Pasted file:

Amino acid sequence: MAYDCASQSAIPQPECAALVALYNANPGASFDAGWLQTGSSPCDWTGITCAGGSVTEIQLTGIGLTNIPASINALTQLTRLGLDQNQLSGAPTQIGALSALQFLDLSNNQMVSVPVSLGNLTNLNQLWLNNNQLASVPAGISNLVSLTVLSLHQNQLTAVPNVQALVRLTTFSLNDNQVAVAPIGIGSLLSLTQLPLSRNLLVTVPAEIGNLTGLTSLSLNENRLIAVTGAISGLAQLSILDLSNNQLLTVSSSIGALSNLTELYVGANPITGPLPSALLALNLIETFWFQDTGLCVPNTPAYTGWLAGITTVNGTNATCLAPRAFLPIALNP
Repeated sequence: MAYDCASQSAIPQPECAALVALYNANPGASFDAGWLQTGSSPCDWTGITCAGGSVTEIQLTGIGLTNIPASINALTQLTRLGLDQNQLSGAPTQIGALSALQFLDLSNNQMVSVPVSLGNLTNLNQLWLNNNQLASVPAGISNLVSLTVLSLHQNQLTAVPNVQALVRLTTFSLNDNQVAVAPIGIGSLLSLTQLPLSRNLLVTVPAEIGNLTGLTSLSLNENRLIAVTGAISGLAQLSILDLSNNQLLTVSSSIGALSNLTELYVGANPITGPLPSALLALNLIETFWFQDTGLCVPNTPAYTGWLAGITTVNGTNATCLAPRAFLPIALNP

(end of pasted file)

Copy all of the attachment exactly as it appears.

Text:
Amino acid sequence: MAYDCASQSAIPQPECAALVALYNANPGASFDAGWLQTGSSPCDWTGITCAGGSVTEIQLTGIGLTNIPASINALTQLTRLGLDQNQLSGAPTQIGALSALQFLDLSNNQMVSVPVSLGNLTNLNQLWLNNNQLASVPAGISNLVSLTVLSLHQNQLTAVPNVQALVRLTTFSLNDNQVAVAPIGIGSLLSLTQLPLSRNLLVTVPAEIGNLTGLTSLSLNENRLIAVTGAISGLAQLSILDLSNNQLLTVSSSIGALSNLTELYVGANPITGPLPSALLALNLIETFWFQDTGLCVPNTPAYTGWLAGITTVNGTNATCLAPRAFLPIALNP
Repeated sequence: MAYDCASQSAIPQPECAALVALYNANPGASFDAGWLQTGSSPCDWTGITCAGGSVTEIQLTGIGLTNIPASINALTQLTRLGLDQNQLSGAPTQIGALSALQFLDLSNNQMVSVPVSLGNLTNLNQLWLNNNQLASVPAGISNLVSLTVLSLHQNQLTAVPNVQALVRLTTFSLNDNQVAVAPIGIGSLLSLTQLPLSRNLLVTVPAEIGNLTGLTSLSLNENRLIAVTGAISGLAQLSILDLSNNQLLTVSSSIGALSNLTELYVGANPITGPLPSALLALNLIETFWFQDTGLCVPNTPAYTGWLAGITTVNGTNATCLAPRAFLPIALNP